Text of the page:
It’s been a looooong time since I wove anything on Grace. Four and a half years, I think, since Bipolar Prison came off the loom. After that I rethreaded, wove some samples for a project that never came to fruition, and then gave up. And poor Grace just sat there for several years, because I was starting a business and didn’t have the time or the emotional energy to face rethreading AGAIN.
Then Ricki appeared, like manna in the wilderness, asking if anyone had a TC-2 and was willing to teach them how to design for and weave on a TC-2 in exchange for studio assistance. Hot dog! A deal was struck and we were both in business. Ricki threaded up Grace, working over the course of many months. Then we slowly worked our way through a number of mechanical issues, culminating in my shipping module #8 off to Norway for inspection and repair. (Each module controls one set of 220 threads. Grace has 12 modules, Maryam has 4.) The wonderful folks at Tronrud Engineering got it fixed and winging its way back to me in just one day (how’s that for service???). It should arrive on Friday.
Meanwhile, however, I have four extra modules – on Maryam. It turns out that modules are interchangeable between the two looms, so while Grace’s module #8 was off for repair, I simply swapped in one of Maryam’s modules, and everything is working fine! So I have been spending small snippets of time here and there fixing broken threads, crossed threads, and mis-sleyings. I’m not 100% done, but I’m pretty close.
This is what Grace is weaving now:
This is nothing particularly exciting, but it’s not meant to be. It’s a 2/2 twill, double weave, in 20/2 cotton, black warp, white weft. Its sole purpose is to be so regular and boring that any irregularity, like a missing thread or a thread that isn’t lifting correctly, will be glaringly obvious. I’m doing double weave because the cloth is sett at 90 ends per inch, and if I tried doing a single layer twill the cloth would be too dense to make out individual threads. So I’m weaving and inspecting one layer at 45 ends per inch, and then I’m bringing the bottom layer to the top, and weaving/inspecting it. This allows me to inspect all the threads, just in two batches rather than all at once.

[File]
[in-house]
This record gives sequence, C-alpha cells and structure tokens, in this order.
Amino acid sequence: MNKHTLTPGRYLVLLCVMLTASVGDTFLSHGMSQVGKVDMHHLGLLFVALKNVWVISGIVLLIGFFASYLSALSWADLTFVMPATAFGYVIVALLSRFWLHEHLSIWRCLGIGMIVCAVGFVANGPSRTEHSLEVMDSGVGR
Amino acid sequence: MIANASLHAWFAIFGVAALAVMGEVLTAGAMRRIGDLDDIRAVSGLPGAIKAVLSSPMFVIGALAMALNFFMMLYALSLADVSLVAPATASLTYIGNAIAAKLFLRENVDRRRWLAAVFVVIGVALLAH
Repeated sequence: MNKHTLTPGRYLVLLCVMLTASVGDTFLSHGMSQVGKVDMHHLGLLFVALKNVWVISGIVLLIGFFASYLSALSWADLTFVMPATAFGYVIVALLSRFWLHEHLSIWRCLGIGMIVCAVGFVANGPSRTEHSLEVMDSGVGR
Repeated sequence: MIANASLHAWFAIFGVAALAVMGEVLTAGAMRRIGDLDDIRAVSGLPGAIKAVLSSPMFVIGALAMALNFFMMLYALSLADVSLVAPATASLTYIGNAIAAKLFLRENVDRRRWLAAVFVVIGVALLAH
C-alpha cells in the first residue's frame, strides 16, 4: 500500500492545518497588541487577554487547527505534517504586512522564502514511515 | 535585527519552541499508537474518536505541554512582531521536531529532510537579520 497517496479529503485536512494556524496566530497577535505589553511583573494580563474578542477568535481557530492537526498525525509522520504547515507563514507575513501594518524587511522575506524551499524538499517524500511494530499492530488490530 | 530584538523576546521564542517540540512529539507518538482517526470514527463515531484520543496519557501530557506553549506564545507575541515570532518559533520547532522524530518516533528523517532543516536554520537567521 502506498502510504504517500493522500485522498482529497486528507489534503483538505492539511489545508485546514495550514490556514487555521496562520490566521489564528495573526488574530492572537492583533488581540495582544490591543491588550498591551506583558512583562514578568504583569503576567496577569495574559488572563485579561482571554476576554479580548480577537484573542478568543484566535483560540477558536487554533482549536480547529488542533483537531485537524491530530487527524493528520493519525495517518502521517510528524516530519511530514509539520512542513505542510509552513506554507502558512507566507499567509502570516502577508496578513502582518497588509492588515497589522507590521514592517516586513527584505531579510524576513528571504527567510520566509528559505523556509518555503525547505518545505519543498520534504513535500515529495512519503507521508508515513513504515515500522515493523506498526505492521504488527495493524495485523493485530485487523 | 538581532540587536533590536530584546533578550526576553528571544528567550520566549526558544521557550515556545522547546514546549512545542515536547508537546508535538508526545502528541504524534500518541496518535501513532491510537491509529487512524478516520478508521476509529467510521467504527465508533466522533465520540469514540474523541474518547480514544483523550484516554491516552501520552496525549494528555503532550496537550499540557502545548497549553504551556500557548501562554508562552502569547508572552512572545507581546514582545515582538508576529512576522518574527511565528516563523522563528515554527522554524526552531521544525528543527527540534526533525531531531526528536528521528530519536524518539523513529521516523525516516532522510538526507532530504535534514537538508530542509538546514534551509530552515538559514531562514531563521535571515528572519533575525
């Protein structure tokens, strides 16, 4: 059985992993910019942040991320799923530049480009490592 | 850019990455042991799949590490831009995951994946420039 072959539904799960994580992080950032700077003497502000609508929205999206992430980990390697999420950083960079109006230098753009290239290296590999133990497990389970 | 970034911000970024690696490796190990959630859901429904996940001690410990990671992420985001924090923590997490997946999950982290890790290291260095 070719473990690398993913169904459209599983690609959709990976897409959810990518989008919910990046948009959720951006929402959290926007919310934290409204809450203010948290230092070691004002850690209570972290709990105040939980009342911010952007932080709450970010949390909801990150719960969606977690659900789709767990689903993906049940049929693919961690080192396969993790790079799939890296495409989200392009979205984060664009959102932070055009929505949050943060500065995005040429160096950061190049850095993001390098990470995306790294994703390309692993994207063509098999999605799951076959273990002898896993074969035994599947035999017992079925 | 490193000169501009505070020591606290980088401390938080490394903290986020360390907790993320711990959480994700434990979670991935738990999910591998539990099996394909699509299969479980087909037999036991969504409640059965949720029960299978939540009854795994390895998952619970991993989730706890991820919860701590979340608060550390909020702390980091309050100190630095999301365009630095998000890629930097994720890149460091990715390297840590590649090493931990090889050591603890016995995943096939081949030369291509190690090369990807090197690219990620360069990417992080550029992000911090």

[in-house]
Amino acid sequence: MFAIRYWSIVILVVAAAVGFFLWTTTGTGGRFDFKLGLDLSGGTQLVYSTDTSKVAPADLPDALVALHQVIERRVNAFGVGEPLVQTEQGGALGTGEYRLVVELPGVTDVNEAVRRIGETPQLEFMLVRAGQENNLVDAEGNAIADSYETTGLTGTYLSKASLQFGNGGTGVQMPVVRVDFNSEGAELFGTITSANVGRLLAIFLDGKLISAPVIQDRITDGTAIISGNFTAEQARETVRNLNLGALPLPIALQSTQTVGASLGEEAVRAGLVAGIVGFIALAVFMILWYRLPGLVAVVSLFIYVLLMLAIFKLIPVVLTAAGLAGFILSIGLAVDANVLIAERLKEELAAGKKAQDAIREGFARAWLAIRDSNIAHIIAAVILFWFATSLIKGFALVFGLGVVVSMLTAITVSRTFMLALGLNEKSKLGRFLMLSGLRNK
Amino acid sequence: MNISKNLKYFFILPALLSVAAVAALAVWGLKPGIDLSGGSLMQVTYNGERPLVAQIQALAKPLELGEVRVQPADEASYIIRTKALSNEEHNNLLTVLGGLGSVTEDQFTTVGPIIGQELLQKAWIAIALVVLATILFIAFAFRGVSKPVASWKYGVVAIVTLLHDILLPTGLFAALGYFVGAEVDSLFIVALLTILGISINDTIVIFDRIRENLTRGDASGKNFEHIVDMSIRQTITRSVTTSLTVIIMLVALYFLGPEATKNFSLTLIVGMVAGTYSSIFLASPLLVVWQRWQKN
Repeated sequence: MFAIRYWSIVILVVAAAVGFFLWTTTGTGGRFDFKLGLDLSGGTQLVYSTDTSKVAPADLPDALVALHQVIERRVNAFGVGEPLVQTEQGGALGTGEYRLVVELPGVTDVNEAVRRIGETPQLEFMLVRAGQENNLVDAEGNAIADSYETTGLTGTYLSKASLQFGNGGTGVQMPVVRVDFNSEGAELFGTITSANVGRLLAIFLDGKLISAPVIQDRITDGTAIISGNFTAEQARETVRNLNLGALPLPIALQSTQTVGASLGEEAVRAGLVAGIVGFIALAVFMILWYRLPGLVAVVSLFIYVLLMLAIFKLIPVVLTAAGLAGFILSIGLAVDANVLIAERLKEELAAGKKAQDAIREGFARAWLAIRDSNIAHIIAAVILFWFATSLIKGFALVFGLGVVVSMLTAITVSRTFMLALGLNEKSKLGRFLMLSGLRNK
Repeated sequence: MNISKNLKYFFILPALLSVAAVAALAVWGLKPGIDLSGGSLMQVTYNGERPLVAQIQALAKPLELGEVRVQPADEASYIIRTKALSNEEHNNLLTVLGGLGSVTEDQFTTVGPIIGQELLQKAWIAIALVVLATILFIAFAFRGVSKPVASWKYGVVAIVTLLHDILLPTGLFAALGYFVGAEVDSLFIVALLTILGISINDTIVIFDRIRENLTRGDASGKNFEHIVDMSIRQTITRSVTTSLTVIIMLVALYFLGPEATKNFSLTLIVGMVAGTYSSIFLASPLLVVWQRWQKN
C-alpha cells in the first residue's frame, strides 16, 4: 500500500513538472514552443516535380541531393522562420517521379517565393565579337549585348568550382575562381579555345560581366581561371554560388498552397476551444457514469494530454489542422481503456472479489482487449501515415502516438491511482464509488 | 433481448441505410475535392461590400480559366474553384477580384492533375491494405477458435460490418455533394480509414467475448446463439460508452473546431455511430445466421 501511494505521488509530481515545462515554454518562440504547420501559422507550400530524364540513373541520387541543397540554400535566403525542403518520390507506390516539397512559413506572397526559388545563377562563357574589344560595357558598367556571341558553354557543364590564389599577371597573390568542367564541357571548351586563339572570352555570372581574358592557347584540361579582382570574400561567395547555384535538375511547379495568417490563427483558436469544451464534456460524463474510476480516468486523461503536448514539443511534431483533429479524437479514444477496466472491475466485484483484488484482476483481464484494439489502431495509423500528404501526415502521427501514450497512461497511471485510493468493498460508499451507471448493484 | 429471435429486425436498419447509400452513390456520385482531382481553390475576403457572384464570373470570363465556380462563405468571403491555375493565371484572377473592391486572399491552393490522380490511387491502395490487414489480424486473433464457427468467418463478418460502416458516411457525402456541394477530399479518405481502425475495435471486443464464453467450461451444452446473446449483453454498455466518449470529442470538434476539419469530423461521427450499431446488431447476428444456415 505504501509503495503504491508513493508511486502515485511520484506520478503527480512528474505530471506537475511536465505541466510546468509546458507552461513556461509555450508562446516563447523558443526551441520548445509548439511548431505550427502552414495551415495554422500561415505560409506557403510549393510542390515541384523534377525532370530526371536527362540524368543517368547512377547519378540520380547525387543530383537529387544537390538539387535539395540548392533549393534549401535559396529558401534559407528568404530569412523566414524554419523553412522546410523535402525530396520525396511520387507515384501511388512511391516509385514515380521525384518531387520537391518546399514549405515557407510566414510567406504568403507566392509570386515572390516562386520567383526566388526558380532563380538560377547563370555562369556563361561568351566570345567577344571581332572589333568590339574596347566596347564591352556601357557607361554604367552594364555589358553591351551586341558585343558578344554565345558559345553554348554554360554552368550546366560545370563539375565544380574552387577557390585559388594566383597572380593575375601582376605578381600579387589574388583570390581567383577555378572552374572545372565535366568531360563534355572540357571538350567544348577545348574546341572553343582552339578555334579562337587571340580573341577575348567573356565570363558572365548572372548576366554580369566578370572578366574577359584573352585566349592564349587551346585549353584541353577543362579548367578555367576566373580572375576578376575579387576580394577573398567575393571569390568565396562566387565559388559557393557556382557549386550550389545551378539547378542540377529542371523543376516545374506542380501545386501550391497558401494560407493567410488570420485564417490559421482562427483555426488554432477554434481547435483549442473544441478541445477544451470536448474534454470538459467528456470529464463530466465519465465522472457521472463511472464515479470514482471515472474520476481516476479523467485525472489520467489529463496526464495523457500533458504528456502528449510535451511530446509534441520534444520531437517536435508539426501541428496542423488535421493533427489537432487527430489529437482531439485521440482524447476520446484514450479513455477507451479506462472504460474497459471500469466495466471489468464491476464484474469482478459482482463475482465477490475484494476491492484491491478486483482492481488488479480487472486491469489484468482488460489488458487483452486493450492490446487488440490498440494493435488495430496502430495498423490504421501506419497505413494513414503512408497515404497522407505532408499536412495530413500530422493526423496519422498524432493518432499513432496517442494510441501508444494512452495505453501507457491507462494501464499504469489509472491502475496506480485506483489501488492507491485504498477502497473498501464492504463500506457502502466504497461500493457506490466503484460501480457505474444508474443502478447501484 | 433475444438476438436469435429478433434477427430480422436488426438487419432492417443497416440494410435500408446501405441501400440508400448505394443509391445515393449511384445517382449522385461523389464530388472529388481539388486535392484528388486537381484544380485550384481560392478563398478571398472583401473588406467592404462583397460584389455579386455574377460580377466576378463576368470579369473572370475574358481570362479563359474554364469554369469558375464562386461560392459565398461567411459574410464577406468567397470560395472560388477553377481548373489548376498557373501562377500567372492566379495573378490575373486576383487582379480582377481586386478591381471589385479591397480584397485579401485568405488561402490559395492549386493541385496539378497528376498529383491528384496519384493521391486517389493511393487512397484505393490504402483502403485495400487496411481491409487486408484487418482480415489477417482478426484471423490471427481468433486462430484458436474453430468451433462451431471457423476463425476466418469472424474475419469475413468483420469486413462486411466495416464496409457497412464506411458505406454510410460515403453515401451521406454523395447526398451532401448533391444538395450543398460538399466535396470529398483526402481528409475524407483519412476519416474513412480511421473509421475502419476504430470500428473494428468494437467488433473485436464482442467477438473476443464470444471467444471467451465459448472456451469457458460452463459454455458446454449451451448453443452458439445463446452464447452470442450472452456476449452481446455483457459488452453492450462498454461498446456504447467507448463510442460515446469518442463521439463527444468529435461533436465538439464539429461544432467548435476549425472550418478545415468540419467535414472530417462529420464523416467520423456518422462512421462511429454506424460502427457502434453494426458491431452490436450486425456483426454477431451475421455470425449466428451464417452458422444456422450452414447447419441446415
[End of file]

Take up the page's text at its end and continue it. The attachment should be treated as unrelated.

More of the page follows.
With the exception of about eight threads, this whole debugging process is now complete, so Grace is ready to go. Dave and I are still figuring out velvet equipment, so I’ll probably start with some non-velvet pieces, just so I have something to show at conferences this year. I have some ideas for new work that I will talk about in upcoming blog posts.
And Maryam? We have gotten her talking to the laptop but not to her modules (yet). In anticipation of getting her working, I’ve dyed the first warp for her. I’m putting it on in 10/2 cotton, at 60 ends (threads) per inch. That is double the usual thread density for the fabric I’m planning to weave, but it’s okay – I’m planning to weave two layers of fabric at once, one on top of the other, so it works out perfectly.
Why am I doing that?
Because I’m a masochist, duh. (You didn’t know that yet?)
No, really. It’s because I want to monkey around with things like stripes of color in the warp, and with some structures that require alternating colors in the warp (shadow weave, double weave). If I were weaving with a single layer of warp on a conventional loom, the only way to do that would be to put on a new warp for every sample I wanted to weave, or at least unthread, rethread, and hang off the back of the loom every thread I wanted to change. Pain in the butt.
If, however, I have TWO layers of warp, one in color A and one in Color B, and my mighty loom controls each thread individually, I can just tell the loom, “Okay, put this stripe pattern of Color A in the top layer, and make the rest of the top-layer threads Color B. Put everything else in the bottom layer.” BOOM! Done.
And then, if I want to change to a different stripe pattern, I can just tell the loom what new stripe pattern to use, putting the colors I want on the top layer and dumping all the colors I don’t want into the bottom layer. On the fly. According to my all-powerful whim. Look on my works, Ye Mighty, and Despair!
(Why yes, I am easily entertained. And no, I don’t get out much. Why do you ask?)
Here’s the warp:
It’s mostly in very boring solid colors, but that’s because I plan to do extensive sampling in different weave structures, stripes, and weft colors. All of which I can do, thanks to Maryam’s incredible powers, more or less instantly. Weavers will understand just how miraculous that is!! She really is a magical loom.
All of this, sadly, is going to have to wait some time. My stepfather, George Birnbaum, has unexpectedly passed away, and I’m flying to the East Coast for his memorial service this weekend. I miss him, and I wish I’d gotten a chance to say goodbye.
So sorry to hear about your stepfather. Sending good thoughts and prayers your way.
Looking forward to seeing the results of your sampling experiments.
Brenda Giesbrecht says
CBC Radio rebroadcast a program about Maryam a few days ago, and I caught it while driving. Though you might enjoy it. The link is here.